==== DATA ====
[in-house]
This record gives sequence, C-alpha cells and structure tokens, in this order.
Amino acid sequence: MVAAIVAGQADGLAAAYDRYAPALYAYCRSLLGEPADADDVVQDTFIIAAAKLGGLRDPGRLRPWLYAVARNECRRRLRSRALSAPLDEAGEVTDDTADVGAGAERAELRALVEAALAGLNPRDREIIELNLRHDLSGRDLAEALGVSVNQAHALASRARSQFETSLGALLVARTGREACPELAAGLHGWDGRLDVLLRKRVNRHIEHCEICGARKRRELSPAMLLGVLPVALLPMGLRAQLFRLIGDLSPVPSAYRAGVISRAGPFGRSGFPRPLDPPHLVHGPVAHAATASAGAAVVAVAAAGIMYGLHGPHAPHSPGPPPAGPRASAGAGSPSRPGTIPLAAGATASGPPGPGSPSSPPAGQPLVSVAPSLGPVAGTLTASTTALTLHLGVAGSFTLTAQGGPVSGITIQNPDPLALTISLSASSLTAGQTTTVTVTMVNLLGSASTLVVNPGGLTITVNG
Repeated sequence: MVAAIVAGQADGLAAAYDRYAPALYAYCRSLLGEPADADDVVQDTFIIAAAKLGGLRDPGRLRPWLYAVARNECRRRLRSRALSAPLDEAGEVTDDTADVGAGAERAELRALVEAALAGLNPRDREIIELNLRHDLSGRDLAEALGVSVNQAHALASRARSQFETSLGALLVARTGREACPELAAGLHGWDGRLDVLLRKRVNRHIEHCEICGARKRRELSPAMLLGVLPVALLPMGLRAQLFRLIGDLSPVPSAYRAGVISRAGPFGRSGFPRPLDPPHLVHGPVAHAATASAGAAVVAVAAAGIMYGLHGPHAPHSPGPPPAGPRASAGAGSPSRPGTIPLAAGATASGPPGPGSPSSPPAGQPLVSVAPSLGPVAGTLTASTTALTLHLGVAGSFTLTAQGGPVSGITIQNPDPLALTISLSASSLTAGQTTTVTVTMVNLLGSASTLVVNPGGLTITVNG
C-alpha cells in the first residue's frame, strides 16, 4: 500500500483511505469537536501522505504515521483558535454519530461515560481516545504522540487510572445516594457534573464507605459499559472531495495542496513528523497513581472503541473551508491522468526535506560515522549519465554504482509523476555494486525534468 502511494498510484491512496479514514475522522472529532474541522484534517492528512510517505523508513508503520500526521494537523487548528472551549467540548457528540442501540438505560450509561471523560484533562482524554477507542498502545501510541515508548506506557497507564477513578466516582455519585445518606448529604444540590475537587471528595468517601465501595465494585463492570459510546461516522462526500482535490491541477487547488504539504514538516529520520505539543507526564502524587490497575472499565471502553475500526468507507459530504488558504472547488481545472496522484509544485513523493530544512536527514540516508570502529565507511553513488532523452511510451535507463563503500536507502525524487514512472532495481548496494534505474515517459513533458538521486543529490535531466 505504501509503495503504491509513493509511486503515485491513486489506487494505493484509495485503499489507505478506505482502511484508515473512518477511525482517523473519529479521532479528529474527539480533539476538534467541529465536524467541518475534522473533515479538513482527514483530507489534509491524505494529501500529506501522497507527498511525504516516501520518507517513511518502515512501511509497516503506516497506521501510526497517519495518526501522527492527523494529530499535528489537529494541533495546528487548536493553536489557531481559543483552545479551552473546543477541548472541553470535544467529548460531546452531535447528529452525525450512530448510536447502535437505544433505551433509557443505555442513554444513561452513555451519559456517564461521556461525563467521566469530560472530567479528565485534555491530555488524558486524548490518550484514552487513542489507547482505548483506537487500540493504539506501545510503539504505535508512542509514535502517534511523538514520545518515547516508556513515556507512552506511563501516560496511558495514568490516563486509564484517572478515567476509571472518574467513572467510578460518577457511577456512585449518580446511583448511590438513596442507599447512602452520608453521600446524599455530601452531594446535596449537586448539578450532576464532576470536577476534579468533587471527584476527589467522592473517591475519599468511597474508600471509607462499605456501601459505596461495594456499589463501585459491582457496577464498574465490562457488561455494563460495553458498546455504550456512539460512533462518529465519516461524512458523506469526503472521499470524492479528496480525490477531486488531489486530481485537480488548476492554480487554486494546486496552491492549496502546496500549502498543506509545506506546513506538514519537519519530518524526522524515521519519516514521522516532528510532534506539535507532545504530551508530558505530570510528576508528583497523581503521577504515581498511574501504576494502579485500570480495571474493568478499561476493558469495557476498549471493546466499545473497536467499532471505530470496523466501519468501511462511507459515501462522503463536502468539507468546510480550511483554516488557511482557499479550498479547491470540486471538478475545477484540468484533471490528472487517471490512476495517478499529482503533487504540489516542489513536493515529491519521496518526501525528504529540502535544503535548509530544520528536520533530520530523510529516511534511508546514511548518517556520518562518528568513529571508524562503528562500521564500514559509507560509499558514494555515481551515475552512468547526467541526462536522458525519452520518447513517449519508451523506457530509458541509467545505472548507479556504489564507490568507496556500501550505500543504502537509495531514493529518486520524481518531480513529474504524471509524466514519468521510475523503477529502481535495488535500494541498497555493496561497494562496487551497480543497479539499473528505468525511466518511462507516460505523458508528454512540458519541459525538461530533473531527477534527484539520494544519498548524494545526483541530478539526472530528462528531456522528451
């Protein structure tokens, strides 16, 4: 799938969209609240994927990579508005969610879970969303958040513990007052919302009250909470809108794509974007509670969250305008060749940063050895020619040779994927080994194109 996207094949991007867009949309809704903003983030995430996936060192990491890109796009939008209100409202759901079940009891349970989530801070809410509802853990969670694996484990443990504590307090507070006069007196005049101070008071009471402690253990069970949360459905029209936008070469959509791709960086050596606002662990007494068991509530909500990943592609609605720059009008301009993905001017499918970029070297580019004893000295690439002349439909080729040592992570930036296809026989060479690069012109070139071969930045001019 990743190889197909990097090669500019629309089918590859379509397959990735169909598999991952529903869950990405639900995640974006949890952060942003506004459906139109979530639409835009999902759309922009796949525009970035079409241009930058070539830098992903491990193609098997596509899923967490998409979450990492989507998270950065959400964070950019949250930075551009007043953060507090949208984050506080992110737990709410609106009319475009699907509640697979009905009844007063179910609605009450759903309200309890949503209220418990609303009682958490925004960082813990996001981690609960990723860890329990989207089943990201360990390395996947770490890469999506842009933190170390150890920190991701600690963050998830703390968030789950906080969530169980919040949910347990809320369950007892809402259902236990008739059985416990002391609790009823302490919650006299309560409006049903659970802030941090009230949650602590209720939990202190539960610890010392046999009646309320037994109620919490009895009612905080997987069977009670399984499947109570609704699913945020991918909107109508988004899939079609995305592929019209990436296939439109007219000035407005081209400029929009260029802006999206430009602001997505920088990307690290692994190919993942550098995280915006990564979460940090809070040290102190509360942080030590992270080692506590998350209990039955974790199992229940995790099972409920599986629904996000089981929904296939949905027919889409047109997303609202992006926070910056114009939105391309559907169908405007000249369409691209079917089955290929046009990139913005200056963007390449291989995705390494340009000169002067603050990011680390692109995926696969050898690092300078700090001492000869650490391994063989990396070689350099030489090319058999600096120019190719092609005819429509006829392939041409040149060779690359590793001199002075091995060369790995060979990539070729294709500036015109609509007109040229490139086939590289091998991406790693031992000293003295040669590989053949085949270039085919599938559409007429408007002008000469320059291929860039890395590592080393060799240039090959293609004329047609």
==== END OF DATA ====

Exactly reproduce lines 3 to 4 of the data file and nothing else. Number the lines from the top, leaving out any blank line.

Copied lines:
Amino acid sequence: MVAAIVAGQADGLAAAYDRYAPALYAYCRSLLGEPADADDVVQDTFIIAAAKLGGLRDPGRLRPWLYAVARNECRRRLRSRALSAPLDEAGEVTDDTADVGAGAERAELRALVEAALAGLNPRDREIIELNLRHDLSGRDLAEALGVSVNQAHALASRARSQFETSLGALLVARTGREACPELAAGLHGWDGRLDVLLRKRVNRHIEHCEICGARKRRELSPAMLLGVLPVALLPMGLRAQLFRLIGDLSPVPSAYRAGVISRAGPFGRSGFPRPLDPPHLVHGPVAHAATASAGAAVVAVAAAGIMYGLHGPHAPHSPGPPPAGPRASAGAGSPSRPGTIPLAAGATASGPPGPGSPSSPPAGQPLVSVAPSLGPVAGTLTASTTALTLHLGVAGSFTLTAQGGPVSGITIQNPDPLALTISLSASSLTAGQTTTVTVTMVNLLGSASTLVVNPGGLTITVNG
Repeated sequence: MVAAIVAGQADGLAAAYDRYAPALYAYCRSLLGEPADADDVVQDTFIIAAAKLGGLRDPGRLRPWLYAVARNECRRRLRSRALSAPLDEAGEVTDDTADVGAGAERAELRALVEAALAGLNPRDREIIELNLRHDLSGRDLAEALGVSVNQAHALASRARSQFETSLGALLVARTGREACPELAAGLHGWDGRLDVLLRKRVNRHIEHCEICGARKRRELSPAMLLGVLPVALLPMGLRAQLFRLIGDLSPVPSAYRAGVISRAGPFGRSGFPRPLDPPHLVHGPVAHAATASAGAAVVAVAAAGIMYGLHGPHAPHSPGPPPAGPRASAGAGSPSRPGTIPLAAGATASGPPGPGSPSSPPAGQPLVSVAPSLGPVAGTLTASTTALTLHLGVAGSFTLTAQGGPVSGITIQNPDPLALTISLSASSLTAGQTTTVTVTMVNLLGSASTLVVNPGGLTITVNG